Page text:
Library offers resources for students, faculty and general public
In the age of Google, the use of libraries and librarians may seem obsolete. But it is worth remembering at the start of a new school year that the Lawton Chiles Legal Information Center is an invaluable print and digital resource for students, faculty and the public.
Librarians are knowledgeable in digital literacy and libraries have resources that may only be available in print.
The law library is staffed with experts in navigating online databases and electronic resources as well as the 625,000 volumes of books, journals, videos and other materials. In addition to providing comprehensive guidance for research in law, the library’s staff aids its patrons in researching related fields in the sciences, social sciences and the humanities.
“People think of a library as a quiet place where you go and look at dusty books and you sit and study, but we’re so much more than that,” said Shira Megerman, student services reference librarian.
The 78,000-square-foot building provides patrons with a wide variety of legal resources and materials on Florida, federal and international law as well as a distinguished collection of federal taxation and British Commonwealth materials.
Claire Germain, associate dean for legal information and Clarence J. TeSelle Professor of Law, describes the library’s mission as advancing legal research, scholarship, and education by providing outstanding and innovative information services and resources to the law school, the university, and the public.
As the largest academic law library in the Southeast, it aims “to prepare students for the practice of law so that they can be effective researchers and to support faculty and student scholarship,” Germain said.
The library’s name reflects the multiple formats available for legal information since the development of new technologies and the Internet, from microfiche to databases.
The librarians are authorities on how to use these databases and “offer several courses that teach students how to search the deep Web not exposed through Google, hidden materials, and unknown databases. The courses also teach students how to come up with a research methodology,” Germain said.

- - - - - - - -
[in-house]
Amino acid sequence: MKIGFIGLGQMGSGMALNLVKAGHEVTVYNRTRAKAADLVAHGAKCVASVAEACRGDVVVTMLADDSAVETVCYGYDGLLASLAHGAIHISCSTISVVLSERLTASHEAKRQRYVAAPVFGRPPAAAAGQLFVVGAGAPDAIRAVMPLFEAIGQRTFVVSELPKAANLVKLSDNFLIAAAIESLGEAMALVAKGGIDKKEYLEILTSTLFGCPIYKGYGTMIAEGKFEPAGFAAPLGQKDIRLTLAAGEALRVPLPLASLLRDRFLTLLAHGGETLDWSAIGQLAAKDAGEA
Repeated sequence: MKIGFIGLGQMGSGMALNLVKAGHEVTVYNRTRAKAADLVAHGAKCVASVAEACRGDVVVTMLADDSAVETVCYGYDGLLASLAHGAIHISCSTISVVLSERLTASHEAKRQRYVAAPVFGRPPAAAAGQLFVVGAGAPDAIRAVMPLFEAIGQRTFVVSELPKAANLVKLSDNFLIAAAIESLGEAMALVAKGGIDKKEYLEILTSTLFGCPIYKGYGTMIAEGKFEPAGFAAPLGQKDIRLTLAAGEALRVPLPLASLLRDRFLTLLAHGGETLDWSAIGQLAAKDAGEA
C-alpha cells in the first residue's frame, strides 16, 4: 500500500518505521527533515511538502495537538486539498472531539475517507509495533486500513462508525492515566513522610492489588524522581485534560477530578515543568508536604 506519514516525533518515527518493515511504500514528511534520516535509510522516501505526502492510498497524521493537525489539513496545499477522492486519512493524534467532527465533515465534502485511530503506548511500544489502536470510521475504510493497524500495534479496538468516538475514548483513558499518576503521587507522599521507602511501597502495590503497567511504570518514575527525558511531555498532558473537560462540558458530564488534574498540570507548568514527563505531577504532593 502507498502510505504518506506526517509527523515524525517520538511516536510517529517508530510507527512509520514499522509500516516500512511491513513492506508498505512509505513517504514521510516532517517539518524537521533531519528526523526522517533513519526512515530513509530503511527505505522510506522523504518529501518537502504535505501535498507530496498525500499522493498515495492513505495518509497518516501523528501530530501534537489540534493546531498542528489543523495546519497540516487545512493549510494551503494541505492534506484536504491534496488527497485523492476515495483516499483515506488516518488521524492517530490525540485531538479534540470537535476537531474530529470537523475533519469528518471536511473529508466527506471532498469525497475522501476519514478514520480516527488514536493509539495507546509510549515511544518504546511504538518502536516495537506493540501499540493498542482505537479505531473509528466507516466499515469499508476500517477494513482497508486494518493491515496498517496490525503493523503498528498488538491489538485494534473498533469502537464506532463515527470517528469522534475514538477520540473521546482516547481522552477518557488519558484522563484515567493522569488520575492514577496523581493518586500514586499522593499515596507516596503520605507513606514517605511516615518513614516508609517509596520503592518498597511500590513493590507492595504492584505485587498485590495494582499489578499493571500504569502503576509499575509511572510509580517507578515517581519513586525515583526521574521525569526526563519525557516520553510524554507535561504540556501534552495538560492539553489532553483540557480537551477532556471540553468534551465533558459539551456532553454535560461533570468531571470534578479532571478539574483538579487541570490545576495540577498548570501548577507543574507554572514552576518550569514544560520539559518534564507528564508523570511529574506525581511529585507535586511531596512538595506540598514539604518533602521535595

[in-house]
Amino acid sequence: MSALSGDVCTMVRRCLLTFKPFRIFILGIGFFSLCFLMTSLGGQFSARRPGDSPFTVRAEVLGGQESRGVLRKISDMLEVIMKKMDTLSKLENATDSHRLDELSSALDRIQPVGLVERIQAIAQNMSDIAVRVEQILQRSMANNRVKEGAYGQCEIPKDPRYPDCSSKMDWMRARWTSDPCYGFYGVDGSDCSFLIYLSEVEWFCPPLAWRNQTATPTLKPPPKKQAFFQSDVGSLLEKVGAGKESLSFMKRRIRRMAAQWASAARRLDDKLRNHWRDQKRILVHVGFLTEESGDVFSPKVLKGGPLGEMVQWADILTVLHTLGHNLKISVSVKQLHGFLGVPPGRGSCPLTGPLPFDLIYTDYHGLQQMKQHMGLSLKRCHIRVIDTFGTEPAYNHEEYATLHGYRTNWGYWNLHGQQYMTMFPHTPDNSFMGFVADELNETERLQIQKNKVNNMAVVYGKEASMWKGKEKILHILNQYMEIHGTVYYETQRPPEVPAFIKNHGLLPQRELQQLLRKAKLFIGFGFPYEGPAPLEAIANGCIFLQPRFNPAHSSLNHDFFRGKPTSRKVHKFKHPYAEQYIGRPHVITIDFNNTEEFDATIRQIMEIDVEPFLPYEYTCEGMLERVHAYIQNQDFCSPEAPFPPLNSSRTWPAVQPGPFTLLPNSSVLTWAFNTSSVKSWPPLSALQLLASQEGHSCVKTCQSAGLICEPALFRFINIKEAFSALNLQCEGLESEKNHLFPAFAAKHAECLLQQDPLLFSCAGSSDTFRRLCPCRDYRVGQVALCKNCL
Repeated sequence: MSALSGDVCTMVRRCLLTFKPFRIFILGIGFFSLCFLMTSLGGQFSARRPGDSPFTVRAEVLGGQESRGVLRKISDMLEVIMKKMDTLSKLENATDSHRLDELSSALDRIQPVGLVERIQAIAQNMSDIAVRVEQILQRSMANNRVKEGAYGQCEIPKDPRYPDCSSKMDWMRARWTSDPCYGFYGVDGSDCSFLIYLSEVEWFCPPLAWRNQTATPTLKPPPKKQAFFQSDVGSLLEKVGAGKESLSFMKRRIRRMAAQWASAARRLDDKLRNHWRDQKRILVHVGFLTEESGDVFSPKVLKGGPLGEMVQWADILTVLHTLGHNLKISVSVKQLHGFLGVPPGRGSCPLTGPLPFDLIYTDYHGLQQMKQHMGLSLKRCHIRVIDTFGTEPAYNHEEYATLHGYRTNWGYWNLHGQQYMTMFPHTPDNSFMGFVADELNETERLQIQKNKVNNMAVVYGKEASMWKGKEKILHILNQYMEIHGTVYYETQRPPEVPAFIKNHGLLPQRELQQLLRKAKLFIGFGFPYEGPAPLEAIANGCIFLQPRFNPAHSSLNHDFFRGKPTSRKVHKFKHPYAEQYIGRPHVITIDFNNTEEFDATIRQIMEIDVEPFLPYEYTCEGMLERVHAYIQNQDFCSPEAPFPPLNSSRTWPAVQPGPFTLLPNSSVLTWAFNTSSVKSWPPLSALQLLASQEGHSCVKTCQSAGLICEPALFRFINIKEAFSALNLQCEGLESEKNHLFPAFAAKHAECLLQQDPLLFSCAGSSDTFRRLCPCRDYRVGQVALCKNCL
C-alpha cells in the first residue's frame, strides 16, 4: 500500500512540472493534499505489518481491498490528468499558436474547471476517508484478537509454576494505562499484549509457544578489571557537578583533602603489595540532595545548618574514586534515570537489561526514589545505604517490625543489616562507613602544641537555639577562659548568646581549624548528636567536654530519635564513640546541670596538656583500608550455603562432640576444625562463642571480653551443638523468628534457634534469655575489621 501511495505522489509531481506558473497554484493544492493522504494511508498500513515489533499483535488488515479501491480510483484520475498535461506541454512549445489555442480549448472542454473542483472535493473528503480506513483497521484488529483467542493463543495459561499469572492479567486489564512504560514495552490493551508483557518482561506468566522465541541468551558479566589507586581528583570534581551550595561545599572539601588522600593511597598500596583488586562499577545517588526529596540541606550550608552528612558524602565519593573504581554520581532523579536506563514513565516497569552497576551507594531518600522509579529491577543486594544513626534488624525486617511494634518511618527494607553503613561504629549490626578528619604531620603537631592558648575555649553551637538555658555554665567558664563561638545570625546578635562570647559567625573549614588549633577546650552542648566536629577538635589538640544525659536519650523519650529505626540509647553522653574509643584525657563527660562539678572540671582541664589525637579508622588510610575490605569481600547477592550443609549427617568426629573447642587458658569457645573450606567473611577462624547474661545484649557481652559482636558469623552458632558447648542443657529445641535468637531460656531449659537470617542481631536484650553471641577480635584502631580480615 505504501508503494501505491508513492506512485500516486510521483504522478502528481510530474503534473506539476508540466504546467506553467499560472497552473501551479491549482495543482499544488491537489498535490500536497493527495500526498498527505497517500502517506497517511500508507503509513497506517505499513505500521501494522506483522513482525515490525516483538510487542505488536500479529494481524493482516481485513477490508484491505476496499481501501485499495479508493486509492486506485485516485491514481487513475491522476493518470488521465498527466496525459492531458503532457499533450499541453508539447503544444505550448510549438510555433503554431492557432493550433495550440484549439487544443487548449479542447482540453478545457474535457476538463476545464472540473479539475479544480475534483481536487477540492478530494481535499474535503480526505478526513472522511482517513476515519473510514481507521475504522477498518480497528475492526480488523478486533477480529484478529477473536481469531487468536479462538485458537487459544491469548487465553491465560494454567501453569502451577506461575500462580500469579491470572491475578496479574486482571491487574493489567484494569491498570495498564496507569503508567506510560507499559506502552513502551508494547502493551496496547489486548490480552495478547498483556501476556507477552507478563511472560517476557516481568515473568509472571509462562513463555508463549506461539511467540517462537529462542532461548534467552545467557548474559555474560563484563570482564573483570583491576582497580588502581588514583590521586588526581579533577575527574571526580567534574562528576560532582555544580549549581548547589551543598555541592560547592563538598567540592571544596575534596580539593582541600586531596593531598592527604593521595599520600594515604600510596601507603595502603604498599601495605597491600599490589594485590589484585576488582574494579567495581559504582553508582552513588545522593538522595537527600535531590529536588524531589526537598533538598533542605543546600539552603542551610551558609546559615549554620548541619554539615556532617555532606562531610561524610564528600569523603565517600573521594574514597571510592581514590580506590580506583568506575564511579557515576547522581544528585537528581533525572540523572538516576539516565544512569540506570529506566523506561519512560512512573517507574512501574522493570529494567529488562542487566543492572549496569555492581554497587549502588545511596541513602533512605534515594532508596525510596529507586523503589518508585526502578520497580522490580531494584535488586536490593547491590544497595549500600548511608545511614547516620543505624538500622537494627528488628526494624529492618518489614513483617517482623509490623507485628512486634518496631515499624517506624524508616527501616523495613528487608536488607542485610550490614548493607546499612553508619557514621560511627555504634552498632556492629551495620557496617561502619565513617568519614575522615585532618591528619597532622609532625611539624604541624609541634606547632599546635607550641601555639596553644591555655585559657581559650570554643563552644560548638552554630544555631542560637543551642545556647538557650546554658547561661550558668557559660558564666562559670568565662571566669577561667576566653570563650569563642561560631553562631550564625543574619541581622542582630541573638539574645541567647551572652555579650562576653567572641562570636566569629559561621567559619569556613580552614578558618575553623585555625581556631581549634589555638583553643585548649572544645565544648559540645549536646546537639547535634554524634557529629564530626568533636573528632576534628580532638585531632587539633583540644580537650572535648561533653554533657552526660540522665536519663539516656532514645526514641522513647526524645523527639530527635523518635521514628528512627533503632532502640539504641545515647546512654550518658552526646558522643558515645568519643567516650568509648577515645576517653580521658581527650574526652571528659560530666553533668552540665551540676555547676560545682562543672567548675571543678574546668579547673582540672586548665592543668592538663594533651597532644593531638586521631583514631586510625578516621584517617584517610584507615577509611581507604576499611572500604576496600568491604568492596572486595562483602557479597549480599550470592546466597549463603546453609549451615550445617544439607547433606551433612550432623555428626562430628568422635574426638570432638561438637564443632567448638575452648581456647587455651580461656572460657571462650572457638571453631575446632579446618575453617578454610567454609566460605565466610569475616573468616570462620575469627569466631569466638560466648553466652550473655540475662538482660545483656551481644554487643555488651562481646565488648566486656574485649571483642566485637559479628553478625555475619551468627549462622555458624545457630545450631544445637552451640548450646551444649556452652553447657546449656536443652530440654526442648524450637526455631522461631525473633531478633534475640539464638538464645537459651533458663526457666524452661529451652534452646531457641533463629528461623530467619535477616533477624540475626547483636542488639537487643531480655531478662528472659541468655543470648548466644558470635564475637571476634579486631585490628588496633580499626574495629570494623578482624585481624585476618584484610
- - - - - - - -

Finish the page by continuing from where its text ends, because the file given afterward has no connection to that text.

While reference librarians cannot give legal advice, they will guide patrons to legal resources and help them with legal research.
“We are a very open environment. We are not trying to be stogy or difficult or not supportive of their endeavors. We really want them to make this a type of home,” Megerman said. “We’re approachable. We’re knowledgeable. Use us as tools.”
The Student Library Advisory Committee is comprised of 10 students and includes 1Ls through 3Ls and LL.M. candidates. The library utilizes this committee for feedback and to develop policies that reflect their desires. SLAC discusses topics such as study rooms, food in the library and check out procedures.
The library also serves the UF Law faculty through a liaison program in which each faculty member is assigned a librarian who helps them in their research. The library benefits from this program as well through collection development.
“They are helping us buy good books for the library,” said Elizabeth Outler, associate director and head of public services.
While doing research, faculty members request books that pertain to their field and the library orders them. The books are then available for others to check out.
The library also strives to aid the public. Outler said all the resources that are available on the computers for the faculty and students, beside those that require a login, such as Lexis and Westlaw, are also available to the public.
“The difficulty that we run into, which is common for law librarians everywhere, is that they want you to give them legal advice,” Outler said.
- Marcela Suter